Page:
Will Boston have another real estate bubble? No here’s why (video)
Today, I’ll take the opposite side of why we aren’t heading into a housing bubble.
You may be reading headlines and hearing talk about a potential housing bubble or a crash, but it’s important to understand that the data and expert opinions tell a different story. A recent survey from Pulsenomics asked over one hundred housing market experts and real estate economists if they believe the housing market is in a bubble. The results indicate most experts don’t think that’s the case (see graph below):
As the graph shows, a strong majority (60%) said the real estate market is not currently in a bubble. In the same survey, experts give the following reasons why this isn’t like 2008:
- The recent growth in home prices is because of demographics and low inventory
- Credit risks are low because underwriting and lending standards are sound
If you’re concerned a crash may be coming, here’s a deep dive into those two key factors that should help ease your concerns.
The supply of Boston condos for sale available for sale needed to sustain a normal real estate market is approximately six months. Anything more than that is an overabundance and will causes prices to depreciate. Anything less than that is a shortage and will lead to continued price appreciation.
As the graph below shows, there were too many homes for sale from 2007 to 2010 (many of which were short sales and foreclosures), and that caused prices to tumble. Today, there’s still a shortage of inventory, which is causing ongoing home price appreciation (see graph below):
Boston condo for sale inventory is nothing like the last time. Prices are rising because there’s a healthy demand for homeownership at the same time there’s a limited supply of homes for sale. Odeta Kushi, Deputy Chief Economist at First American, explains:
“The fundamentals driving house price growth in the U.S. remain intact. . . . The demand for homes continues to exceed the supply of homes for sale, which is keeping house price growth high.”
During the housing bubble, it was much easier to get a mortgage than it is today. Here’s a graph showing the mortgage volume issued to purchasers with a credit score less than 620 during the housing boom, and the subsequent volume in the years after:
This graph helps show one element of why mortgage standards are nothing like they were the last time. Purchasers who acquired a mortgage over the last decade are much more qualified than they were in the years leading up to the crash. Realtor.com notes:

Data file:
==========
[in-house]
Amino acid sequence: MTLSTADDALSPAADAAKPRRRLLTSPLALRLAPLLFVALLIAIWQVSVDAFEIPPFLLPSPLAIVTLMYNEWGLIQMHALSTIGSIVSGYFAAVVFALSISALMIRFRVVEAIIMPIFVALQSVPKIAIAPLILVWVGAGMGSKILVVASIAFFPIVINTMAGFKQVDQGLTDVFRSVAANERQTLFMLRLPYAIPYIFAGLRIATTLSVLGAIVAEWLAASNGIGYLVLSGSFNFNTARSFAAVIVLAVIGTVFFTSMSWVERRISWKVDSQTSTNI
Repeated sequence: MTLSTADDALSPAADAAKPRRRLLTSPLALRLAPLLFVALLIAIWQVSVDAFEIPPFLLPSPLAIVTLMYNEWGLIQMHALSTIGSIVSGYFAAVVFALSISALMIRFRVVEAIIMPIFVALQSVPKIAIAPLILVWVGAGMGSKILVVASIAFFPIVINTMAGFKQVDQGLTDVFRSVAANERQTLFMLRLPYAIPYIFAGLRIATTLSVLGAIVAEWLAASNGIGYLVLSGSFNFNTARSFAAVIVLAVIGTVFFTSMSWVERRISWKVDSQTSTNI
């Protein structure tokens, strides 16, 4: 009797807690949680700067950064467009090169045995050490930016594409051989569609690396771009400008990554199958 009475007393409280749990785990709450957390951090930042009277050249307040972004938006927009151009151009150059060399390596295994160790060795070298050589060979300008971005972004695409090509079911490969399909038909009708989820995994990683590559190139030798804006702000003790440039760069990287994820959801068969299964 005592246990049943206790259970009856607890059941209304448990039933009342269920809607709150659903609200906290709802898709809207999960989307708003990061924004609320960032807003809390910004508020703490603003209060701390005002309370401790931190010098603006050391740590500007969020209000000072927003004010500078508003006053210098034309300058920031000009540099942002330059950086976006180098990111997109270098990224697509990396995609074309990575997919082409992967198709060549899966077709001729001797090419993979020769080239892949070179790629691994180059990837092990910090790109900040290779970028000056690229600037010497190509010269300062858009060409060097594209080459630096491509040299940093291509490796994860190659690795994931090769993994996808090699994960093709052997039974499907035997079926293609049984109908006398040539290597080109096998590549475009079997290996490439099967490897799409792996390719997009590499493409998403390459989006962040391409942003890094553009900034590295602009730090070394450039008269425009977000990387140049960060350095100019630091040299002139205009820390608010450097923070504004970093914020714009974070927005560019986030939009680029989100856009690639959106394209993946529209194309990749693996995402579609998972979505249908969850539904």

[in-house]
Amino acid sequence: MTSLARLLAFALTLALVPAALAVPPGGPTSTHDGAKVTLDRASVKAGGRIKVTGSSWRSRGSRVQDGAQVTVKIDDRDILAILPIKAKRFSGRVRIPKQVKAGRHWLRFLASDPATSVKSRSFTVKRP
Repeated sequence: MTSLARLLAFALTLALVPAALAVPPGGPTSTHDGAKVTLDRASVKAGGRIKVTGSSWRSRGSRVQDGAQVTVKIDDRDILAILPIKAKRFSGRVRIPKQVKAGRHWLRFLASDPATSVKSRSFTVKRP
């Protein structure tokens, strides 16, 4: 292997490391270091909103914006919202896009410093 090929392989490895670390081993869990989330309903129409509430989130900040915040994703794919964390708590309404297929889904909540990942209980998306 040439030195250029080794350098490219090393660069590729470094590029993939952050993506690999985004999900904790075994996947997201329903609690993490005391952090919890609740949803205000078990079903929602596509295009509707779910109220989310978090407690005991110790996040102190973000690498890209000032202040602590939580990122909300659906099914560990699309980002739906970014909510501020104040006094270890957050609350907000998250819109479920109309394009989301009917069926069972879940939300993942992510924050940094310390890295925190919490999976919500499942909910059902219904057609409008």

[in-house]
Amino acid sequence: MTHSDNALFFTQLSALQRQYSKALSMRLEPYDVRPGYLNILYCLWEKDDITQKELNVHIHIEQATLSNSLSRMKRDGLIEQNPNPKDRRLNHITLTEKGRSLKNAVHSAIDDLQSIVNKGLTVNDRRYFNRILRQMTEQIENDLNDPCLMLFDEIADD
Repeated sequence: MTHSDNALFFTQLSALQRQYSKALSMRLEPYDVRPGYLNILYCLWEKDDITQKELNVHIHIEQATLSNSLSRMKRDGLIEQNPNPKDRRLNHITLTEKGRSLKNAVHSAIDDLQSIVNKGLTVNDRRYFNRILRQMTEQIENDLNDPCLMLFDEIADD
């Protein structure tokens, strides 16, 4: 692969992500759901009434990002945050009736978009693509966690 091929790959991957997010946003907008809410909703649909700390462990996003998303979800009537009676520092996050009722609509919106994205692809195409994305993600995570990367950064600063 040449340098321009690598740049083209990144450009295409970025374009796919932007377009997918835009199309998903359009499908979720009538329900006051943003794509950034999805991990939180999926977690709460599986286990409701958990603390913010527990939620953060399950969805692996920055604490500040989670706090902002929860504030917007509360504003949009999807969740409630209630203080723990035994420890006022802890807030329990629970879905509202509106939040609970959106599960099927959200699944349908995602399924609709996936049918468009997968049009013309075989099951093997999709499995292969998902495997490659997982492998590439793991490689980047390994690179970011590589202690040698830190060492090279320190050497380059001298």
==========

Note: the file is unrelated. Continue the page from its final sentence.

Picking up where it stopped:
“. . . Lenders are giving mortgages only to the most qualified borrowers. These buyers are less likely to wind up in foreclosure.”
A majority of experts agree we’re not in a housing bubble. That’s because home price growth is backed by strong housing market fundamentals and lending standards are much tighter today. If you have questions, let’s connect to discuss why today’s housing market is nothing like 2008.
Will Boston have another real estate bubble?
No here’s why (video).
Mark Zandi of Moody’s Analytics says even though U.S. housing prices are high, people are not flipping properties to make a quick profit like how it was during the financial crisis of 2008.
Another interesting article from the Banker & Tradesman entitled: Setting the stage for the next housing bubble? To summarize, this year in the Boston area, just 3,500 homes were built. In 2005 at the height of the boom, more than 15,000 homes were built.
The following are excerpts from Scott Van Voorhis’s article on a disturbing trend:
That trend is the plunge in new housing construction. While there recently have been some bright signs of a modest turnaround here – stay tuned readers – 2009 saw the number of new homes built in the Boston area plunge to its lowest tally in decades.
When it comes to producing new housing, the Boston area has been running on empty for quite a few years.
And as the market heats up, this is one trend that is surely bound to come back to haunt us.
What are your thoughts? Are you concerned?